There were a couple of areas that had been repaired.

After washing the body panels and allowing them to dry outside, I moved them into the garage overnight, where I turned on my dehumidifier to help dry up and moisture.

Body: Hood Undercoating Removal

This afternoon I spent some time removing the last of the tar undercoating from the body panels. The hood had some undercoating on its inside, presumably to protect the topcoat of paint from the engine compartment heat and to keep the engine noise down.

The hood I worked on (red) is the original hood that came with the car. I previously purchased a good-condition (white) hood that I was going to use as a replacement because of some damage to the original. However, I have since revised my thinking and intend to use the original hood because I think I can repair it and it is a “sure thing” in terms of fitting properly.

I removed the tar undercoating by heating and scraping it off and then using a solvent to remove any remaining tar coating the metal. I began in the lower left corner of the hood. I used my heat gun, applying it for around ten seconds about two inches from the surface, then using a small metal scraper to get down to the metal.

The coating came off pretty quickly. I moved up the left side and removed all the coating. In the picture below, right, I can distinctly see the image of Darth Vader in the lower portion of the remaining undercoating (right side, not yet scraped).

I scraped the other half of the hood and sprayed on the De-Solv-It solvent I have been using to clear off the residual tar.

Then I scrubbed the metal with my stripping brush and wiped away the tar residue. The solvent was very effective.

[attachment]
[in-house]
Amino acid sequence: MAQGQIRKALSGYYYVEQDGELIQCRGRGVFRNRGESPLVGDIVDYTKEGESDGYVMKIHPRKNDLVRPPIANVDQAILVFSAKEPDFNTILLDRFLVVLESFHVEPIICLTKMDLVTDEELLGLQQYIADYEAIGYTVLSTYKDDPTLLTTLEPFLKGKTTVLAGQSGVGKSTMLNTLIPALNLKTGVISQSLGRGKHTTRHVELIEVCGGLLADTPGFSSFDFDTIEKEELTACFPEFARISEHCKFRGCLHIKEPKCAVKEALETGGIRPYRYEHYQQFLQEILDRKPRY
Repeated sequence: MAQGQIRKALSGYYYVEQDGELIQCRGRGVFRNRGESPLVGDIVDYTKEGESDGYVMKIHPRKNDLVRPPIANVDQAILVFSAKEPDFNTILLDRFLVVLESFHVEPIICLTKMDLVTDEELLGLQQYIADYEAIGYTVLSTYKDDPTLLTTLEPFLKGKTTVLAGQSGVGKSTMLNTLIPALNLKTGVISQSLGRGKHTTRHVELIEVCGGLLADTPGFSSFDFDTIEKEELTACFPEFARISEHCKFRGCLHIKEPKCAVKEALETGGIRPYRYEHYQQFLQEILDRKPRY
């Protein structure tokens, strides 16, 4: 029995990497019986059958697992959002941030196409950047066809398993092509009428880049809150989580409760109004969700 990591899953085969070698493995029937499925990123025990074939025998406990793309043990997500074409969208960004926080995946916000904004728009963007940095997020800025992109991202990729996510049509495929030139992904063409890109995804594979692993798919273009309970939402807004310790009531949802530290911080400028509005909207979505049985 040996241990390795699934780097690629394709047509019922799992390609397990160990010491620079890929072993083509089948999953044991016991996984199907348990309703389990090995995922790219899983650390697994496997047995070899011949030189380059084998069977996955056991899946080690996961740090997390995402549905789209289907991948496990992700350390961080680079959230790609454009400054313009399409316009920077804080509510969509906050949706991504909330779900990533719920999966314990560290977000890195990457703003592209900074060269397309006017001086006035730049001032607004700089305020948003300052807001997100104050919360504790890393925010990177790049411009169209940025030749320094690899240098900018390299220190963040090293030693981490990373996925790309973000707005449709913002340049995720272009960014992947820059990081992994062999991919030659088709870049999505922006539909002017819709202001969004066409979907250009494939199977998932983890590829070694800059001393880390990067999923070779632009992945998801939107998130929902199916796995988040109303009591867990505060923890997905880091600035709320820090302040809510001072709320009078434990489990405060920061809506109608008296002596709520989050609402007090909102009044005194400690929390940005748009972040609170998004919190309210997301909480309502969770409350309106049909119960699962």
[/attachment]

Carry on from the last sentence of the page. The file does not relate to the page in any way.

Body: Door & Fender Undercoating Removal

This morning I scraping the tar undercoating that remained on the insides of the front fender panels and inside the doors. The undercoating was originally applied to protect the metal surfaces from rocks and road debris and, in the case of the doors, to provide some noise reduction.

I removed the undercoating the same way I removed it from the underside of the body, by heating it and scraping the bulk of it off, then using a solvent to remove the remaining residue to reveal the clean metal underneath. I began with the doors.

Most of the undercoating was behind the opening and on the outer door skin. I heated it with my heat gun, set on high, for about ten seconds.

Then I scraped the covering with my small metal scraper. I removed the lower half of the coating first.

Then I rotated the door 180 degrees and went to work heating and scraping the upper area.

After about fifteen minutes I finished and repeated the process on the other door.

The insides of the front fenders were also covered in undercoating.